Comment by Robert Riversong on November 5, 2011 at 9:55pm

The parenthetical terms convey the meaning you're stating: the current conception or understanding of the nature or function of people.

I draw attention to the misuse of the term "paradigm" because of its importance in creating a true-to-life sustainable human culture. We changed our paradigm only once in our evolutionary history: when we chose to abandon the Garden (the natural gift economy) and struggle for a living by the manipulation and management of nature.

We now must shift to an new paradigm if we are to survive as a species, and it will likely have to be some synthesis of the original paradigm and the one we've been living ever since.

I would say that "Recent history, for all its material progress and development, is a story of doing with." That is the cultural story we've been living: acquiring and accumulating - even if that story works for the few to the detriment of the many we all believe it. The next story will have to be learning to live without.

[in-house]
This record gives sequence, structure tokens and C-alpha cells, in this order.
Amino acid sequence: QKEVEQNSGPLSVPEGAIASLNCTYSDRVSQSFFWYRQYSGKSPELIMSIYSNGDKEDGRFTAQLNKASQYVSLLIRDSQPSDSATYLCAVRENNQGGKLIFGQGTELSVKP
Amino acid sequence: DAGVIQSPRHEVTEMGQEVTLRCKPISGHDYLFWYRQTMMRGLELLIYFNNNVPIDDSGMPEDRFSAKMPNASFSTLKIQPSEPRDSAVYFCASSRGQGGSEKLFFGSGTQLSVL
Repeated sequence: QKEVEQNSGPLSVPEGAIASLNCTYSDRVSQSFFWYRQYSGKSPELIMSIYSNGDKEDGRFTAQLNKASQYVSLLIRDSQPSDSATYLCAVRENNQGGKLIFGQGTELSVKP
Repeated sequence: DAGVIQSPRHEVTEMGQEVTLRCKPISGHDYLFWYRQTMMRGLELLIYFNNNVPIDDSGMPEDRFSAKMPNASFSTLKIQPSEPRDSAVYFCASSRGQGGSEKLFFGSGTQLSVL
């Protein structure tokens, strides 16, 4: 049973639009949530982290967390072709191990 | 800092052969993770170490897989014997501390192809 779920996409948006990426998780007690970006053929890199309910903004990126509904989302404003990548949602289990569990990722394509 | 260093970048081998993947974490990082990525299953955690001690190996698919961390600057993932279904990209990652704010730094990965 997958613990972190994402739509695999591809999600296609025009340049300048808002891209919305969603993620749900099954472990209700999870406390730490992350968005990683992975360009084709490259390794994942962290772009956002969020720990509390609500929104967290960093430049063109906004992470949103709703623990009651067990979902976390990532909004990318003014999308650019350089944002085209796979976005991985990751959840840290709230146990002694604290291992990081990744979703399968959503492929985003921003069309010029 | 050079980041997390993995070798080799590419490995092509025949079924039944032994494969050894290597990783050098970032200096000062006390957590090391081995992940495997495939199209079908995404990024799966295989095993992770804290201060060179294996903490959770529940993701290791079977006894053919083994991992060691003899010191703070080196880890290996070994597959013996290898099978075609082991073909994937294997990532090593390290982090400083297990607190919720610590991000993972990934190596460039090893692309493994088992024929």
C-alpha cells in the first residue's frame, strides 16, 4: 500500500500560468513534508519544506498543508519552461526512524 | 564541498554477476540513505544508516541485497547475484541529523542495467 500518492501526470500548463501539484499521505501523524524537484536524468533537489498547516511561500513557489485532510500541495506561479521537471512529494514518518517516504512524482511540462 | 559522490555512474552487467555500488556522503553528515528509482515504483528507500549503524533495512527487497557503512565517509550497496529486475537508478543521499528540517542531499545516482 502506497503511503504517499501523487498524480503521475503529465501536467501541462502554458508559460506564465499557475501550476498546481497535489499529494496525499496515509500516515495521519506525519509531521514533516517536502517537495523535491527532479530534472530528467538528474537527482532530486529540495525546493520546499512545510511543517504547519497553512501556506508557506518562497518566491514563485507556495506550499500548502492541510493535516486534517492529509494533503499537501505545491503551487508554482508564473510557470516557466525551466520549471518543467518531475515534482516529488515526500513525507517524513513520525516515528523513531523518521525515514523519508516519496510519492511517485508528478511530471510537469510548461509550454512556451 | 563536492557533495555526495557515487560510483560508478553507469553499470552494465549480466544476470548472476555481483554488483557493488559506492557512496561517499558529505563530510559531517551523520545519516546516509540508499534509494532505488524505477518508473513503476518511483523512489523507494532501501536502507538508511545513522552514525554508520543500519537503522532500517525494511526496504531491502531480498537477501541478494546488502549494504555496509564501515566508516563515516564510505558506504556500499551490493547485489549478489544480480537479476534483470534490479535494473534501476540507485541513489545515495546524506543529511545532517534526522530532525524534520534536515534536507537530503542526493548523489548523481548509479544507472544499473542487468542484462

And that's not very different from the old Yankee adage: Use it up, wear it out, make do or do without."

 

Comment by David Eggleton on November 6, 2011 at 9:16am

Robert, Thanks for saying more here and for separately providing your understanding of this moment for humanity and the planet.  It is eye-opening!

In a reply you saw before I deleted it, I mentioned editing my piece in response to your objection.  In light of your counterbalancing contributions, I'm going to leave my blog as I wrote it and trust readers to find their way.

While I appreciate what you've taught me about the origin and distinction of paradigm, my awareness of it, beginning decades ago, came through others clearly not so protective of it.  Like most words, it is out there being used by writers and speakers both poetically and precisely, for better or worse.

Comment by David Eggleton on November 14, 2011 at 4:02pm